Senate budget writers introduced legislation on Wednesday to restore the job of administrator of Veterans Services after veterans groups protested the job’s elimination two weeks ago.
“This committee created the brouhaha, and this committee has the responsibility to straighten it out,” Finance Chairman Atwell Parry, R-Melba, said.
The bill now goes to another Senate committee for a full-scale hearing. Some budget writers fear that could threaten ultimate passage because there are probably only eight or nine working days left before lawmakers adjourn.
But Parry said the joint HouseSenate budget committee could reconsider its original decision and save the job held for more than a decade by Gary Bermeosolo.
The Republican-dominated Joint Finance-Appropriations Committee eliminated Bermeosolo’s $66,000-a-year job on grounds that it amounted to excessive bureaucracy. The move quickly drew protests from veterans groups who support Bermeosolo for his advocacy of their issues. Several veterans claimed the decision was politically motivated because of Bermeosolo’s Democratic ties.
Under the bill introduced on Wednesday, Bermeosolo’s job would be restored although financing for it would be shifted from general state tax revenues to federal funds. But the bill also would move the administrator under the direct control of the governor. The job now is filled by the Idaho Veterans Affairs Commission, which the governor appoints.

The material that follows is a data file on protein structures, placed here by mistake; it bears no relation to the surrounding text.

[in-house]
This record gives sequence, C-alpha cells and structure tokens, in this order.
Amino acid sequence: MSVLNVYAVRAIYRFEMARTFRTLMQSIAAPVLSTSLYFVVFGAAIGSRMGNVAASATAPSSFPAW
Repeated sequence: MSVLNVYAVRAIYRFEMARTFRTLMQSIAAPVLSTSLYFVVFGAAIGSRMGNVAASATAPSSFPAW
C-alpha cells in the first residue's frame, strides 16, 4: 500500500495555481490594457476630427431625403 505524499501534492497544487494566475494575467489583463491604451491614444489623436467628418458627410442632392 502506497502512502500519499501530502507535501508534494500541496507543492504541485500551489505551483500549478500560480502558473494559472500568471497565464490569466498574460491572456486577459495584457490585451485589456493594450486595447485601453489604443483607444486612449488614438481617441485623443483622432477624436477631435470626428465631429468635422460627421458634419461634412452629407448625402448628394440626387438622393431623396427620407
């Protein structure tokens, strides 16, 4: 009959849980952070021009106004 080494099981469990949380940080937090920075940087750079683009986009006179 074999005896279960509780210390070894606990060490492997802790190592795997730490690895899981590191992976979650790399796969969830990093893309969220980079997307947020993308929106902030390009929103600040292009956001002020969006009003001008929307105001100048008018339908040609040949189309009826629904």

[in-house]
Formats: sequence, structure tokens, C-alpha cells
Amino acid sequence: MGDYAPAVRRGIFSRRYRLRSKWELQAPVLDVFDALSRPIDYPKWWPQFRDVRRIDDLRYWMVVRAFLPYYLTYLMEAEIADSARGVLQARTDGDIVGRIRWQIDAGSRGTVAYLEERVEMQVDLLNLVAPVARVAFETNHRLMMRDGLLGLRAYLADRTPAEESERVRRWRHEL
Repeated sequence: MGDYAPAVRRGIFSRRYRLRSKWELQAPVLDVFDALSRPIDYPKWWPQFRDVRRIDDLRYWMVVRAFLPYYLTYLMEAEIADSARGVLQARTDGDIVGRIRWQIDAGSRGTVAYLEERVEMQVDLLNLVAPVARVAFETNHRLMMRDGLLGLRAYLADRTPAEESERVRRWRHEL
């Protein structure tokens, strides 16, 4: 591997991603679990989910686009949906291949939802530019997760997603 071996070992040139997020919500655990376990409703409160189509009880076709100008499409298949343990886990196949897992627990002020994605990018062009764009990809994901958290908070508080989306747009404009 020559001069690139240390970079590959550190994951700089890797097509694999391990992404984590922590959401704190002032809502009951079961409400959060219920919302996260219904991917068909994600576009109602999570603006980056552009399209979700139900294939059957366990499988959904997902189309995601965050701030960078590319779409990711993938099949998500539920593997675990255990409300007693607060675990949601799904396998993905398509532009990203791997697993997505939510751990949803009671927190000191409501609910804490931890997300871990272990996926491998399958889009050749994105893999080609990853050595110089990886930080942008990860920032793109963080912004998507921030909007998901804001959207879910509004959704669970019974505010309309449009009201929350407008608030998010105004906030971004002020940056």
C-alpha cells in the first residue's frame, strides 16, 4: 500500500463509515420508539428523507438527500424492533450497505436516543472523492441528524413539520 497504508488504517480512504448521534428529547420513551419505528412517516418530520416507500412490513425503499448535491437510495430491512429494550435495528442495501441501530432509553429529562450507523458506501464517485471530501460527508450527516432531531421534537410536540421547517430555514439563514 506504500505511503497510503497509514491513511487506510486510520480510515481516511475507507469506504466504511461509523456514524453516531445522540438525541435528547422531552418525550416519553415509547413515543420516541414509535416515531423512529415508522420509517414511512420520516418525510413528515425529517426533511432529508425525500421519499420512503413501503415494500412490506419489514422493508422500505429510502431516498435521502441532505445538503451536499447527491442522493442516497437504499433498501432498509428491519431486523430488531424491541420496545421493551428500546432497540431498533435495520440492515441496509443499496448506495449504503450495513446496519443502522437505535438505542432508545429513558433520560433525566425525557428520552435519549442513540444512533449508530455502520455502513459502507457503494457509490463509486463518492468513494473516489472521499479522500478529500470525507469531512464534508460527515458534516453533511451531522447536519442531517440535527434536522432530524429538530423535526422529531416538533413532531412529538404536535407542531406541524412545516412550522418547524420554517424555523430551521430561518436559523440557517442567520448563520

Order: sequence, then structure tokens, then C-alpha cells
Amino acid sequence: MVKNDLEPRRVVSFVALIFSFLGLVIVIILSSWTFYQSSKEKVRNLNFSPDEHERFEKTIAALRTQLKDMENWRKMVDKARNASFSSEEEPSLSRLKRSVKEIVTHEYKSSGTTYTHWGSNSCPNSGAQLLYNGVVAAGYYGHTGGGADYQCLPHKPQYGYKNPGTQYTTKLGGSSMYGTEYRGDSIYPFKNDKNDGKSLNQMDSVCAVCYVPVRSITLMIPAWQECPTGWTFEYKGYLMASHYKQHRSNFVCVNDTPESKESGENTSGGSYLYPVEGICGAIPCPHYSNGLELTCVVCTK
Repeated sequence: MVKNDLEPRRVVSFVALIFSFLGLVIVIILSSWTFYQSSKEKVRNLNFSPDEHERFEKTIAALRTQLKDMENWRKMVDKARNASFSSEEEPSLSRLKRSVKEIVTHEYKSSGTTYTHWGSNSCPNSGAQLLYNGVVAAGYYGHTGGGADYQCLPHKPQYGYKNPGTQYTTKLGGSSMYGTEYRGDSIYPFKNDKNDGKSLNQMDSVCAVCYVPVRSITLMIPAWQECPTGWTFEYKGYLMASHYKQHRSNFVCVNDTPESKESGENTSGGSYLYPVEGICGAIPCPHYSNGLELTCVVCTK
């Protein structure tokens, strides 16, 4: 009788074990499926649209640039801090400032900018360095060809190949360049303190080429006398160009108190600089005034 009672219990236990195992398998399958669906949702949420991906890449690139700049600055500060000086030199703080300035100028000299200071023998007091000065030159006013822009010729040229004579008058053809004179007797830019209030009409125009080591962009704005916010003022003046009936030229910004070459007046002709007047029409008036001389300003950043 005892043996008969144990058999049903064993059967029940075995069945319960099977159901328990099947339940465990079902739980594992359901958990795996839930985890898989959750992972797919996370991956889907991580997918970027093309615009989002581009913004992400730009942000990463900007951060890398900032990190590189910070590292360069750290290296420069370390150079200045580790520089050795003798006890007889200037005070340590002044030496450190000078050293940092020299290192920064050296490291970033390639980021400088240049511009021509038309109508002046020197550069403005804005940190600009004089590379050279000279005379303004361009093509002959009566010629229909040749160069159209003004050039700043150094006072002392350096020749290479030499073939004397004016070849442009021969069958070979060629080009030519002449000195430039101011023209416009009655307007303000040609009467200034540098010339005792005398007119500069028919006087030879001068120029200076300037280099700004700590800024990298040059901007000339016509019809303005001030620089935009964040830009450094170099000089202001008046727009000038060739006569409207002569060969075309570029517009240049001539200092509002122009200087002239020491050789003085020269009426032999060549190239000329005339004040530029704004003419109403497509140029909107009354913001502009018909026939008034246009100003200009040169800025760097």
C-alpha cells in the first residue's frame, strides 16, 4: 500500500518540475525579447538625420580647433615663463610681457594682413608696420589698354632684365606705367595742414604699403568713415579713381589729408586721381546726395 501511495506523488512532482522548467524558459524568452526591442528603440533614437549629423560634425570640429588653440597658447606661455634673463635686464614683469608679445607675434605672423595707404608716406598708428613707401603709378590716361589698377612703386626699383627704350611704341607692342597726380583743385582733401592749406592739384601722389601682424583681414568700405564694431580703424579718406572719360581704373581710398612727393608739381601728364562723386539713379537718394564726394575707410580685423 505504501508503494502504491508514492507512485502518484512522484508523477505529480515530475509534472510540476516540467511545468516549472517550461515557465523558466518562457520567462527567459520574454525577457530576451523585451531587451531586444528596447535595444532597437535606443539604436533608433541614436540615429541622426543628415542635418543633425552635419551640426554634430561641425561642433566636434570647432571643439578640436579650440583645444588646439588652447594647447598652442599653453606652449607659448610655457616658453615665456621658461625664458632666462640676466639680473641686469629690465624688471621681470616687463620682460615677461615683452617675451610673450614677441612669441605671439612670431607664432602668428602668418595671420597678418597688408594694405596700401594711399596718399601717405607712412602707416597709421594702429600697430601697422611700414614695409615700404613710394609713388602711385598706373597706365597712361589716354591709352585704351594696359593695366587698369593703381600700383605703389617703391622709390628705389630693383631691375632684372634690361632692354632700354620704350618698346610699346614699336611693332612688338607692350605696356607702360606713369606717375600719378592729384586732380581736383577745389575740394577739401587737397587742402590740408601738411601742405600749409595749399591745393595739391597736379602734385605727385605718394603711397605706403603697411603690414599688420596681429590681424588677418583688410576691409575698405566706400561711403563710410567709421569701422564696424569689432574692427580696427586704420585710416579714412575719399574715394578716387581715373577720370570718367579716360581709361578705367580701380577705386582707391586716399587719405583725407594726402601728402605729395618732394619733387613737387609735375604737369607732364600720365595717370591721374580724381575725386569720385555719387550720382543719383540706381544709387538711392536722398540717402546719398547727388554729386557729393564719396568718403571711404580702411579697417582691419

“The IVAC is a nonpartisan commission and our current administrator has demonstrated time and again that he is too,” Commission Chairman D.E. Sears told budget committee members in a letter protesting the original decision. “Quite frankly, we wouldn’t have it any other way.”
The legislation apparently was put together by Parry and House Appropriations Chairman Kathleen Gurnsey, R-Boise, who was leading the move to eliminate the job.
But Batt administration officials, who have stayed out of the battle between budget writers and veterans, see the proposal as a ploy by lawmakers to dump the entire issue in the lap of the new cost-cutting GOP governor.